The guest post was written by ERIK MAGRAKEN

Reasons for judgement were recently published by the BC Supreme Court, Vancouver Registry, dismissing short leave for three ‘last minute‘ applications.

In the recent case (Agelakis v. Xu) the Plaintiff was injured in a collision and sued for damages. One month before trial ICBC brought in a new defence lawyer.  Two weeks before trial that lawyer sought short leave for three applications, namely for document disclosure; a further examination for discovery of the plaintiff; and removal of the proceedings from fast track litigation.

The Court held that these applications may have been dismissed on the merits however short leave was simply not appropriate as these last minute request would unfairly cause ‘dramatic upheaval‘ to the Plaintiff’s trial preparation efforts.  In dismissing the request for short leave Master Muir provided the following reasons:

[5]            The plaintiff submits that this is a classic case of inattention by the defendants, although not necessarily by this defence counsel, to a motor vehicle accident action.

[6]            The plaintiff submits that short leave applications have historically been overused and they are extraordinarily disruptive to plaintiff’s counsel, particularly with a trial being 11 days away.

[7]            Plaintiff’s counsel referred me to the decision of Master Baker in O’Callaghan v. Hengsbach, 2017 BCSC 2182:

[17]      Such applications should be restricted to emergent circumstances and should not reward inefficiency, inattention to a particular case, or a lack of oversight. To abridge the time limits imposed by the Supreme Court Civil Rules is, presumably, to prejudice the other party who is, naturally, entitled to rely on timelines imposed by the Rules and to expect the opposing party to do likewise.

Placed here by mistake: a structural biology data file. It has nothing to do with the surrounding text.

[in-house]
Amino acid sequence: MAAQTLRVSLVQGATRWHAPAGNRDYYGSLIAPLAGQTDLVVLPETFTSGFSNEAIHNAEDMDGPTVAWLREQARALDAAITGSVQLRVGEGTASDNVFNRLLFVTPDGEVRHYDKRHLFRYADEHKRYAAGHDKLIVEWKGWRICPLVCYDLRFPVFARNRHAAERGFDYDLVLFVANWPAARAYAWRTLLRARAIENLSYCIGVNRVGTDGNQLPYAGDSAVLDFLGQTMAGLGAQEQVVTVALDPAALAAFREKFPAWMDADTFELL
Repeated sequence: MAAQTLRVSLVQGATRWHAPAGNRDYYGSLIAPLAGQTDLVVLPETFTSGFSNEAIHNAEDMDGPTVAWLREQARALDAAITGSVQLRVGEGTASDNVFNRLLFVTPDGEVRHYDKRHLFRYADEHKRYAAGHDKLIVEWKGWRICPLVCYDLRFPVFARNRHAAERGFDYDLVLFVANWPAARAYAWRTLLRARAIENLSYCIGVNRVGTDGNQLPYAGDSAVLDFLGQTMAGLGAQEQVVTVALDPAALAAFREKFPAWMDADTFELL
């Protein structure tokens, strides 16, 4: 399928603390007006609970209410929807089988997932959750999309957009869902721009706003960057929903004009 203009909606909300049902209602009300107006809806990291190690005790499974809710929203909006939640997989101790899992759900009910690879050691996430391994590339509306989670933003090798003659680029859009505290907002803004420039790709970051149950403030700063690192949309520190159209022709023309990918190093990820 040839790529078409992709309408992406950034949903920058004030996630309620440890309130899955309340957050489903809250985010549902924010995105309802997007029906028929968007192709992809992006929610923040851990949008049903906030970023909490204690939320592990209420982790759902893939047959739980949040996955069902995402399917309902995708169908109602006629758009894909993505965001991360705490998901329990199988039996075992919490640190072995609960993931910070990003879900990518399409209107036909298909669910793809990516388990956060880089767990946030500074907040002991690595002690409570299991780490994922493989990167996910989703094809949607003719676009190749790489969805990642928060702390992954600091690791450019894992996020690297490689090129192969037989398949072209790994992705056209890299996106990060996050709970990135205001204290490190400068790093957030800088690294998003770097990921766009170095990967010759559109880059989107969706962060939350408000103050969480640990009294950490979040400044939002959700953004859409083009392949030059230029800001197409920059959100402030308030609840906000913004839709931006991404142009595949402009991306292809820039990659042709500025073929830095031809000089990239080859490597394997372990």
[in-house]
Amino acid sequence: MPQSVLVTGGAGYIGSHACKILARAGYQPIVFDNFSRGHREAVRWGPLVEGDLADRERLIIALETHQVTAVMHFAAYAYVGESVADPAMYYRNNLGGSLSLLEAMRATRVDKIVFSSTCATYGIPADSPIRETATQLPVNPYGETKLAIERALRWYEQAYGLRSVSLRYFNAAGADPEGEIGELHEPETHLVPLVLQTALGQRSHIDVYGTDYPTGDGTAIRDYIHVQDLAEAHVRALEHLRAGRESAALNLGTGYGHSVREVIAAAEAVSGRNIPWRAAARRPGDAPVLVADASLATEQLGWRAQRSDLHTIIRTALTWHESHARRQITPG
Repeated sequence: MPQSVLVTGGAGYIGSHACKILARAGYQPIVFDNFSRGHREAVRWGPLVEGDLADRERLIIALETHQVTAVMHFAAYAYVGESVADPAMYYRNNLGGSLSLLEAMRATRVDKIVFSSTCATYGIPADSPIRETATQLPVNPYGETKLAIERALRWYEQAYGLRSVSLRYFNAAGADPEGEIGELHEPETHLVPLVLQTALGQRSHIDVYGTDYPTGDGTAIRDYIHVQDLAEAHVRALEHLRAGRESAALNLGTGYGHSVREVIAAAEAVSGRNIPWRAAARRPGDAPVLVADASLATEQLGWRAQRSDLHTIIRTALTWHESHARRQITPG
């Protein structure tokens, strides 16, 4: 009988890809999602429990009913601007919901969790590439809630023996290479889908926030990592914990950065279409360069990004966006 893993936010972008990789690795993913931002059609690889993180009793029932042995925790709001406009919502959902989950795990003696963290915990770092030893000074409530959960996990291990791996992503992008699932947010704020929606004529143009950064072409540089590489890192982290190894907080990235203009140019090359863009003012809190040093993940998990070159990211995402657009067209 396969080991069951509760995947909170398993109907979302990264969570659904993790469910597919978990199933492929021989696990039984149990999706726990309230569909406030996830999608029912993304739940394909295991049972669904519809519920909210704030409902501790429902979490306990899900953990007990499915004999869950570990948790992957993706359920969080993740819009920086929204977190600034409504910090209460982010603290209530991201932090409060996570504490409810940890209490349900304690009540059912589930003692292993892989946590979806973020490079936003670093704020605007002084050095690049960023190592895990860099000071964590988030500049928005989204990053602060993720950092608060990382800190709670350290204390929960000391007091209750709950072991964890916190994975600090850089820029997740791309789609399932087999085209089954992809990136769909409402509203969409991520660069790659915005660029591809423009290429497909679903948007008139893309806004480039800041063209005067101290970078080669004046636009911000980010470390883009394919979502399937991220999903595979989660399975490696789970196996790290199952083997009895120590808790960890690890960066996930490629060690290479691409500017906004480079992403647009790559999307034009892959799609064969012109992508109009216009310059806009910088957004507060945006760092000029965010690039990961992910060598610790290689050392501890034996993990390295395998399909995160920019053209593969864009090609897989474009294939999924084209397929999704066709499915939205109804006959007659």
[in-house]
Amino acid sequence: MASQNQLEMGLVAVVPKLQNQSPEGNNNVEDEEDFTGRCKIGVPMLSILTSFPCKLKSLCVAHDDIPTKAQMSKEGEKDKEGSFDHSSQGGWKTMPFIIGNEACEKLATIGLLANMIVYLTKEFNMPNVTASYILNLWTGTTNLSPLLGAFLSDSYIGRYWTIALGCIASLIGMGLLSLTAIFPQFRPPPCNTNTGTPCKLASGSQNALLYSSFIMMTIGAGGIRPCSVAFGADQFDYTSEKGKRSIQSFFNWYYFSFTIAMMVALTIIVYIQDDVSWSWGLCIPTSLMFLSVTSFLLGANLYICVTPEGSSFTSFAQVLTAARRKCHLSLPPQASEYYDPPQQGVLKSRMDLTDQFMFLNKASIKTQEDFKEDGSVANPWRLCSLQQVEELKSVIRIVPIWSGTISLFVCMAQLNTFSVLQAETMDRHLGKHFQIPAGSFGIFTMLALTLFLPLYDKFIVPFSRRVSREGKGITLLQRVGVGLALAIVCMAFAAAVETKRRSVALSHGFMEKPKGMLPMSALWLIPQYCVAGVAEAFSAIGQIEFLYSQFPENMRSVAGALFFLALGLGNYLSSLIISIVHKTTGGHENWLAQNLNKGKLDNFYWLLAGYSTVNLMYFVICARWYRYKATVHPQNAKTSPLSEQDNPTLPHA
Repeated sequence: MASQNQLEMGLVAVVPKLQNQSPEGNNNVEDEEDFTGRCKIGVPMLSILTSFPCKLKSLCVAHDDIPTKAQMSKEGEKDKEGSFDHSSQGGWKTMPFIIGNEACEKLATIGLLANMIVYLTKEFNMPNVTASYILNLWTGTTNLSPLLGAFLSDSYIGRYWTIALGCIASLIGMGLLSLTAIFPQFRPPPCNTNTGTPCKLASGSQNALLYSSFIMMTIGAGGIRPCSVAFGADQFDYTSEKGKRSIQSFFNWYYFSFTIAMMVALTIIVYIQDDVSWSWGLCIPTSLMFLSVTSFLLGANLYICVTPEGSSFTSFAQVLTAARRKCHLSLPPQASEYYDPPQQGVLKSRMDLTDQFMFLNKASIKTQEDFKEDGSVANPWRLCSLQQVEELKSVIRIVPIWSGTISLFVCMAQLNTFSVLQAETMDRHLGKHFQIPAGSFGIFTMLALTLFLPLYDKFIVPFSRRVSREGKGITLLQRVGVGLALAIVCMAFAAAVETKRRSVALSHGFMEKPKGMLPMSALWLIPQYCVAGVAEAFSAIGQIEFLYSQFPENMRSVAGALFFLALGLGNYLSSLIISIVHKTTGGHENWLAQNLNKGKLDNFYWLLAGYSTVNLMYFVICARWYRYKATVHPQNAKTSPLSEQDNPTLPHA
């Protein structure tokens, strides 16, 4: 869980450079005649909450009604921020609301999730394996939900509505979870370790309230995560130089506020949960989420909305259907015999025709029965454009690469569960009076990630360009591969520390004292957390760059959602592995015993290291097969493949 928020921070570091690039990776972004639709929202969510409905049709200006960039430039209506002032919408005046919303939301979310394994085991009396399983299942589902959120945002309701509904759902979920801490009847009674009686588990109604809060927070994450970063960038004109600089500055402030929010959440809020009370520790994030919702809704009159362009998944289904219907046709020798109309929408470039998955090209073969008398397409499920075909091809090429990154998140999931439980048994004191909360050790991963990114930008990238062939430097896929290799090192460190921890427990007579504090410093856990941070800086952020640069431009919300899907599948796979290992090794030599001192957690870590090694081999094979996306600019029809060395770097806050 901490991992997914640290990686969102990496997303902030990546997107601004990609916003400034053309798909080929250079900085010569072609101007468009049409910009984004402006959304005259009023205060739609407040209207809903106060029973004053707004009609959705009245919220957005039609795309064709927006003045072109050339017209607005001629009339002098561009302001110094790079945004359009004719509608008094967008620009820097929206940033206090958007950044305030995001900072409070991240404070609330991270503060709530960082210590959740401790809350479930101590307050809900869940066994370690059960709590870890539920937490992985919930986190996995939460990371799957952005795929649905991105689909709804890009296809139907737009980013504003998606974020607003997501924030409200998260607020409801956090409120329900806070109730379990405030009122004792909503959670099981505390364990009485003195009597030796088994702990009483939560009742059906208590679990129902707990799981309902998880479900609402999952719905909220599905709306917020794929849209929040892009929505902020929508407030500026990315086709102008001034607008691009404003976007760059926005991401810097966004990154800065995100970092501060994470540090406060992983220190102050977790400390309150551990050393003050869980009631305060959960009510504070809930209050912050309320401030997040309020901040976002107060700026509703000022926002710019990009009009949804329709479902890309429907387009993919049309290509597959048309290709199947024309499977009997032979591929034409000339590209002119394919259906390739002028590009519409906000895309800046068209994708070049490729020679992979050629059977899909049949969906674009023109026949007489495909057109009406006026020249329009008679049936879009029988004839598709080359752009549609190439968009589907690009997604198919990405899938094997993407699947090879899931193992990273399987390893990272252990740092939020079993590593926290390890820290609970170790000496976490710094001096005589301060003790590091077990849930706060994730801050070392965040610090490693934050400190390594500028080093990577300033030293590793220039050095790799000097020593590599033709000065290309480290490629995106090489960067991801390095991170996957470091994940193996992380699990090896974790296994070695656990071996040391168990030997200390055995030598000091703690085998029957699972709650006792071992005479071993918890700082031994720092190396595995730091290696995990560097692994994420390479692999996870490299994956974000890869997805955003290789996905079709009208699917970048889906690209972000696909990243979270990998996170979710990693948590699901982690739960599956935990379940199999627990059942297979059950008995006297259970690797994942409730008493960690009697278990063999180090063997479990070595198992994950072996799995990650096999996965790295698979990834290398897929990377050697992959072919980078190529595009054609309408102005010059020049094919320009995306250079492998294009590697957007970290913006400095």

[21]      … In too many cases, in my view, the defence, either assuming that settlement is likely or simply by applying triage or prioritizing in busy offices with large caseloads, have not given due attention and focus in a timely way to the possible claims and damages of the plaintiff. Lawyers are extremely busy professionals. They have many cases other than the one specifically before the court. Every master and judge knows that. Still, that cannot be permitted to affect the other party’s right to due process and adherence to the rules unless clearly justified; it is the court’s function to prevent that.

[8]            I will just refer to one other case and that is the decision of Justice Kent in Forstved v. Kokabi, 2018 BCSC 111. His Lordship held:

[10]      Many of the documents that are now being demanded were not the subject matter of requests for additional documentation at the examinations for discovery. What has happened here is what occurs all too frequently in these personal injury cases; that is, the defendants tend to wait until the eve of trial before conducting follow-up discoveries and undertaking trial preparation work that could have and should have been done many months before. Absent exceptional circumstances, I am not prepared to grant applications of this sort brought on the eve of trial. It is far too late.

[17]      I recognize this oral ruling at the conclusion of hurried submissions is inelegant and perhaps even inarticulate. The theme I am attempting to express is that last-minute scrambling and last-minute demands for extensive production of additional documents will not be endorsed by the court. Trial time is a precious commodity and efficiency is required for the system to work effectively and in a manner that is fair to all participants. Parties should approach preparation for trial and any related applications to compel additional production much earlier than was evidently done in this particular case.

[9]            I agree with the plaintiff that the failure to address this case properly by the defendants has resulted in these three last-minute applications for short leave when the plaintiff is obviously in the midst of trial preparation. The prejudice to the plaintiff would be significant. If the plaintiff was not successful in defeating these applications, it would have the result of being a dramatic upheaval to the trial preparation effort. Given the sentiments expressed by Kent J., there is some probability that the defendants would not be successful on these of applications this close to trial in any event.

[10]         I am satisfied that retainer of counsel at the “eleventh hour” is not an emergent circumstance and the applications for short leave, therefore, should be denied.

[11]         The plaintiff will have her costs in the cause of this application.

Agelakis v. Xu, bc injury law, Master Muir, Short Leave, Short Leave Applications

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